A Google search for "akamai university" site:.edu produced three hits. Two weren't even about your school and the third was some Australian thing that isn't a university. Akamai offers doctorates in numerous subjects, but no American university seems to have even noticed it.

    If it wants to dispel the suspicion that there's really nothing there, Akamai probably needs to act a little more like a normal university and graduate school.
  5. DesElms

    DesElms New Member

    Re: Re: Akamai University NOT spurious

    What he said.
  6. Bill Huffman

    Bill Huffman Well-Known Member

    Akamai University is unaccredited. I keep hearing uncomplimentary things about the school. Eventually after so much smoke, one must conclude there's some fire somewhere. Dr. Capogrossi talks about accreditation. Yet they offer doctorates as an early early start up. I'm not impressed. What kind of accreditation might you be considering for Akamai? As we all know on this forum, DETC won't accredit a school offering doctorates. Three years of operation is a long time for there not to be any substantial evidence that accreditation is being pursued. Operating legally is not proof that Akamai University is not a diploma mill. In the USA there are many diploma mills that appear to be operating legally. It is sounding more like diploma mill babble than real talk of accreditation or justification for bad press, at least to me. I'm not saying that Akamai is a diploma mill only that Dr. Capogrossi's post did little to convince me that Akamai is on the right track.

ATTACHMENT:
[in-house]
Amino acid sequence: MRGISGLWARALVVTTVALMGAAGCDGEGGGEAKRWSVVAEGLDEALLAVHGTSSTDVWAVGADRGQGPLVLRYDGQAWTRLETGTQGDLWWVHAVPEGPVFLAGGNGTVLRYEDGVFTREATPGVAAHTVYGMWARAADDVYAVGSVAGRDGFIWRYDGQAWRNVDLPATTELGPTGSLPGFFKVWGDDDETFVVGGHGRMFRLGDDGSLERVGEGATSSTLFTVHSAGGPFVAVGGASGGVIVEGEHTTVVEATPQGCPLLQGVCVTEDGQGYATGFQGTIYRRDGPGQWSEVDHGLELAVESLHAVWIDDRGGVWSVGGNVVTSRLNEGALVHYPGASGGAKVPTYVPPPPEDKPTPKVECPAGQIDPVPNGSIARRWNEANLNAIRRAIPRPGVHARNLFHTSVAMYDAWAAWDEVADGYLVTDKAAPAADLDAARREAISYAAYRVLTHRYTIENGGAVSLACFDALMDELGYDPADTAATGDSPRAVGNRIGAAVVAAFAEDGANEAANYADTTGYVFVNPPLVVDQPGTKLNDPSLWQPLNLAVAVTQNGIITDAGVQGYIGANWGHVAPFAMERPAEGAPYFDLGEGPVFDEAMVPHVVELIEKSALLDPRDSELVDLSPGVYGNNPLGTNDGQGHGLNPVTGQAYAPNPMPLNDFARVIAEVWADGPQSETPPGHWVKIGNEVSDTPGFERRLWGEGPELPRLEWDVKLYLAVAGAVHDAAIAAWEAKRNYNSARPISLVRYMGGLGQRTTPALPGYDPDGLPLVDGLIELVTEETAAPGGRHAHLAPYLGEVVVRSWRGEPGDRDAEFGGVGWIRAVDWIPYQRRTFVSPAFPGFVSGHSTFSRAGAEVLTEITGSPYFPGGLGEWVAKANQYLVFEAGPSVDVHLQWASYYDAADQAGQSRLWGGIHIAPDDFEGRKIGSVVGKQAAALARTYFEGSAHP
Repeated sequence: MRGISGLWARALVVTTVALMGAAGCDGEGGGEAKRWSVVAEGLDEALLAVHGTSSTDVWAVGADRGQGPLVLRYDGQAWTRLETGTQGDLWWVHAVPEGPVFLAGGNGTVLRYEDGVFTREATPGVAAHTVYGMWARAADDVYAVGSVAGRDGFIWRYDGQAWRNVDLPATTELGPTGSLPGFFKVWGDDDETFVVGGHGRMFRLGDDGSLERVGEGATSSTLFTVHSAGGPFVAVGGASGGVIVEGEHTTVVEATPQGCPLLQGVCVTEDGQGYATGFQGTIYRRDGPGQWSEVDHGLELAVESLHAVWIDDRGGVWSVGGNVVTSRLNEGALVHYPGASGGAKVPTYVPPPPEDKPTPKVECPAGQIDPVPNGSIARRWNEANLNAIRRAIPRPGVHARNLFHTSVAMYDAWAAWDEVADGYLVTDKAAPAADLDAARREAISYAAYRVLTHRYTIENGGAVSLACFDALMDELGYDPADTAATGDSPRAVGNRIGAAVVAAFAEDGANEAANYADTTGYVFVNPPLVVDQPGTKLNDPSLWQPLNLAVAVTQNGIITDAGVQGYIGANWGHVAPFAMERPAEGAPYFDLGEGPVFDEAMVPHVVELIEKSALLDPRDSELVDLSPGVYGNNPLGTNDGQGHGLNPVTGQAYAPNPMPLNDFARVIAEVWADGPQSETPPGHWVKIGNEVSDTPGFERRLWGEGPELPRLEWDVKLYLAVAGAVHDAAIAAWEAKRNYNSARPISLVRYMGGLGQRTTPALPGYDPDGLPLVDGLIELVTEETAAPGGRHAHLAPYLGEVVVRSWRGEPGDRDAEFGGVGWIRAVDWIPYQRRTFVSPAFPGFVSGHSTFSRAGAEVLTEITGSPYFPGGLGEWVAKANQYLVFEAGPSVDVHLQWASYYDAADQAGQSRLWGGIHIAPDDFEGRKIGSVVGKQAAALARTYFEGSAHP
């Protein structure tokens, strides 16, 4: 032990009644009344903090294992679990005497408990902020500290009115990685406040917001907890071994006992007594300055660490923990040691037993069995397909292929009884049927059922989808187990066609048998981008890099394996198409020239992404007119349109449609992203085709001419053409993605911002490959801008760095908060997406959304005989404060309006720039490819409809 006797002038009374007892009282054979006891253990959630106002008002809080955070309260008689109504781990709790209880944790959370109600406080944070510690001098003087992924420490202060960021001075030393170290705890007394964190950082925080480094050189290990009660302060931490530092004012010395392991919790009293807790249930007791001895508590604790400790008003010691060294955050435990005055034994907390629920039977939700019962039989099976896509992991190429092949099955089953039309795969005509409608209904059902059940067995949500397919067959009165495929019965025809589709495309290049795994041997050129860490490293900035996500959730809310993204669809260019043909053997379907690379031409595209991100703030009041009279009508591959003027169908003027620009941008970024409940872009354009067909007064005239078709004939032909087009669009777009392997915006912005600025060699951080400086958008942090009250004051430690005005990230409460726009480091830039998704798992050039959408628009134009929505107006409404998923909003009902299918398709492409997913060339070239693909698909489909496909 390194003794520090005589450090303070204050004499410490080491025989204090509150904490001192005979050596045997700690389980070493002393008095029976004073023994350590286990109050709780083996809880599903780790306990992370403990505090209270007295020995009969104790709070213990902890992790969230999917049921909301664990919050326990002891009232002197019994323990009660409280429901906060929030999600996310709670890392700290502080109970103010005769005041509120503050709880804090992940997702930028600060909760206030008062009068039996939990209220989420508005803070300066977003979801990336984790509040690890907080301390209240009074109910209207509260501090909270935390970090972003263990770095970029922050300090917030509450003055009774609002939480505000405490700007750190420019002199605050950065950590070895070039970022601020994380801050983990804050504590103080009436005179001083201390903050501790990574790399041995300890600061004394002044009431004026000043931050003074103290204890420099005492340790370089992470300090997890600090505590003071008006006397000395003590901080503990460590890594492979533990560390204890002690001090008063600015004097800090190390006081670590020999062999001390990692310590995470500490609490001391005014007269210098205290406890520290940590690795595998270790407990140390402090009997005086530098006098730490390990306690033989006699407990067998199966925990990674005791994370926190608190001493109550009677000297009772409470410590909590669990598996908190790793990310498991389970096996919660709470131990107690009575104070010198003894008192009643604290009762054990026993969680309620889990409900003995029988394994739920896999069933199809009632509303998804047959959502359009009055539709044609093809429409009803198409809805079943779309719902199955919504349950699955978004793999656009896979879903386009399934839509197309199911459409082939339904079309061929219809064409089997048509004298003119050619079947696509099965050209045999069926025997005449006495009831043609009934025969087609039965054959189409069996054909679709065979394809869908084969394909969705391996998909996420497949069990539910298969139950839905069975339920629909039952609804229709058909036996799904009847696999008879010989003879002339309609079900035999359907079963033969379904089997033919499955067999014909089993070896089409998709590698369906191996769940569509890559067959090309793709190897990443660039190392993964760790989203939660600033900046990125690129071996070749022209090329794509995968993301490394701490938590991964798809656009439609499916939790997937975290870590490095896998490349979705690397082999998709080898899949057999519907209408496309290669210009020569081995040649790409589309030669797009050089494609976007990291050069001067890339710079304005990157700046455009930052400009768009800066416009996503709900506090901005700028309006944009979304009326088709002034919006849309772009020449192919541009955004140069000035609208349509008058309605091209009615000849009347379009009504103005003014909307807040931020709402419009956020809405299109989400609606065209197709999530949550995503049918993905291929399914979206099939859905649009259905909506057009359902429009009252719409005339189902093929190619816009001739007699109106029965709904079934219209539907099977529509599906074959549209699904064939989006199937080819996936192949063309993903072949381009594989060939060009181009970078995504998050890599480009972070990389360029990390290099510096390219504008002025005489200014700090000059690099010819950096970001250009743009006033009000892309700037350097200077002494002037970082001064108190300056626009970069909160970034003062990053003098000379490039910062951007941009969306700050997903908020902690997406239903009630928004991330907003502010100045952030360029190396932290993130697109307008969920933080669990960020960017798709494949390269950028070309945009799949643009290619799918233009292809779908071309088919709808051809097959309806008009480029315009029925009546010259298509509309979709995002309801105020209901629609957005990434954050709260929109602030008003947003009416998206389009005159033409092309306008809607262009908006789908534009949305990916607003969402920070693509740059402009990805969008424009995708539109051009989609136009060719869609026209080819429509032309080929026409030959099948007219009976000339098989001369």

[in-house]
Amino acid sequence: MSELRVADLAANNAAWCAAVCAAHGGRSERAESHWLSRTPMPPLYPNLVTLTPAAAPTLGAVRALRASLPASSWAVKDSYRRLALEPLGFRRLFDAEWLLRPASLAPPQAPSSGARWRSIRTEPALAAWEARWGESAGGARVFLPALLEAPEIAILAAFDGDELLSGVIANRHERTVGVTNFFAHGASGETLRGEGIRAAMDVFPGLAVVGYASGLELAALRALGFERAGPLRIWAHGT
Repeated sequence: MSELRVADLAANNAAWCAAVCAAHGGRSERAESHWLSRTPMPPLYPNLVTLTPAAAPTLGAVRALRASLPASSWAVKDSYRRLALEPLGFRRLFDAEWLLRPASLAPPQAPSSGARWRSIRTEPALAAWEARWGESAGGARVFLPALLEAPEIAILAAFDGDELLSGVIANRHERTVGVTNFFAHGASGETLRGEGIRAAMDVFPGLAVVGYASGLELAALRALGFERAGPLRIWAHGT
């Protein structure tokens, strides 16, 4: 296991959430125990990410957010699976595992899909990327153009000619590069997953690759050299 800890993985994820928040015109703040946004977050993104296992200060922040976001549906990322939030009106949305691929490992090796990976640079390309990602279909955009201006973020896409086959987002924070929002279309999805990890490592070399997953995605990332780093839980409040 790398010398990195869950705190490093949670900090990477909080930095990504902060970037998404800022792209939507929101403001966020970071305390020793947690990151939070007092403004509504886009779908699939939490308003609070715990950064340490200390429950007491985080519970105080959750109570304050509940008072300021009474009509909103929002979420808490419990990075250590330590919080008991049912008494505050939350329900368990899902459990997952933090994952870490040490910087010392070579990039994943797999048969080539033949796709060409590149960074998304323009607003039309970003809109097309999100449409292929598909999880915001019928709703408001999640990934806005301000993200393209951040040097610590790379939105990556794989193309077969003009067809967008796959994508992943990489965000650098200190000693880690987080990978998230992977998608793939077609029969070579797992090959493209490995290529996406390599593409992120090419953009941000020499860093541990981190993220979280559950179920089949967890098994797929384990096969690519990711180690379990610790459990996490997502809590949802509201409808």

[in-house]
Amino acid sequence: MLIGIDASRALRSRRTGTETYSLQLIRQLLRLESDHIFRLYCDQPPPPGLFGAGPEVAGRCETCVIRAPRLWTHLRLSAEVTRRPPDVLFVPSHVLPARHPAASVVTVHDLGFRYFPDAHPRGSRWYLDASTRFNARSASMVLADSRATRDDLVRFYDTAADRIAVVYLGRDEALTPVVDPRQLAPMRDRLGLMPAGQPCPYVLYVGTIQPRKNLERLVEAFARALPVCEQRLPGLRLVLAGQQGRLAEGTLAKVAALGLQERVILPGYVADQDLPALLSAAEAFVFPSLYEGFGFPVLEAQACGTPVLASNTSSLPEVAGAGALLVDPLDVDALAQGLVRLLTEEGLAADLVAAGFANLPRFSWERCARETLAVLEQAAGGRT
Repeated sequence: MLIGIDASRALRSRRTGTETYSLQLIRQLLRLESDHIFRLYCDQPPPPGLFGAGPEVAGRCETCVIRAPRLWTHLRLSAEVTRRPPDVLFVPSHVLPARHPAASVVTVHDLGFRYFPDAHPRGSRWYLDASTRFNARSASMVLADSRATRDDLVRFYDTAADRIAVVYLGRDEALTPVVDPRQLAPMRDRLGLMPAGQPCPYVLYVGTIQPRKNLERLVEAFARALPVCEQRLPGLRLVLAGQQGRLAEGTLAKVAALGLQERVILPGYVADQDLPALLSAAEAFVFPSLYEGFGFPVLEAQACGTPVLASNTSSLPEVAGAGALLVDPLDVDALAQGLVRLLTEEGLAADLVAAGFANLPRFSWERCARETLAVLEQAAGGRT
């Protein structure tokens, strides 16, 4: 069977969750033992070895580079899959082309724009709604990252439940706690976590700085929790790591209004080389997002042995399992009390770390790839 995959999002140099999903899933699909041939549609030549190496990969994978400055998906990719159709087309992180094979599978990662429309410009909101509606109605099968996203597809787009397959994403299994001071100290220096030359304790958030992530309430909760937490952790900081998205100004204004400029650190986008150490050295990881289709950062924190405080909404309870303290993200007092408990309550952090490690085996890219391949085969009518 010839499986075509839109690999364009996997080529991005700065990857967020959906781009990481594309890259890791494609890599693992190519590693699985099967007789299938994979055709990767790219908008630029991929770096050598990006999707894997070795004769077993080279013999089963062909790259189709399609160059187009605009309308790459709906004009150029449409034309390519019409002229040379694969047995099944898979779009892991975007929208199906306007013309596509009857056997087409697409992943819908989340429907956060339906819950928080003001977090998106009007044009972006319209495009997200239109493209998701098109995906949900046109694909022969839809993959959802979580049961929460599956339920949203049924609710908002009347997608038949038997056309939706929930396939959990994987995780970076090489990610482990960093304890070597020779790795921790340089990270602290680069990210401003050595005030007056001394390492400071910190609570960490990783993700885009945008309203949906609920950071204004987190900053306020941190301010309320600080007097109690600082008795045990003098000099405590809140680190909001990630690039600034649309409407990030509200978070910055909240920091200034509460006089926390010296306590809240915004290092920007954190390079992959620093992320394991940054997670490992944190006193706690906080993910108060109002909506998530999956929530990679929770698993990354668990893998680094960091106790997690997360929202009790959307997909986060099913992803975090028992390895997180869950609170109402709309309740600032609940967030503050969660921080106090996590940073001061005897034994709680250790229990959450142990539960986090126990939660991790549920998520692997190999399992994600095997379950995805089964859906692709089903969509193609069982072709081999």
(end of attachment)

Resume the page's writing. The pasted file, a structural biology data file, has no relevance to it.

7. Wan Salleh

    Wan Salleh New Member


    Our students in Malaysia are involved in the highest quality programs and it is our full intention that they will benefit from our mentorship.


    Is this guy kidding????

    What mentors, what quality?? in simple words.

    Rubbish in + Rubbish processed with trash = Rubbish DBA/PhD in one year by Akamai.
  8. uncle janko

    uncle janko member

    Hi Douglass:

    I hope you will respond to the issues raised by the Bills and Gregg. As you know, they are serious people with a profound commitment to distance learning.

    I hope you will also take with a grain of salt the latest invective by Mr Salleh. This is an old thing: really nasty invective from countries in SE Asia with thoroughly unpleasant (communist, anti-semitic) governments, always along the lines of the poor innocent locals and the evil, wily Americans.

    I trust you will also distinguish this from concerns raised by our serious and respected Malaysian posters such as Peter Chin, Mohd Ali, Salami, and others.

    There does seem to be a problem with a number of schools and their subcontracted (local) agents in certain countries. Obviously, no school should employ crooks; when there is a culture of crookedness, however, I'm not sure how one sorts out honorable from crooked people from a great cultural and physical remove. Are such agents really necessary? Are students looking for a quick fix in a title-mad culture an asset? Might it not be better to forgo the income from students in countries where local agents have a dismal track record, and the governments are not exactly souls of iron integrity?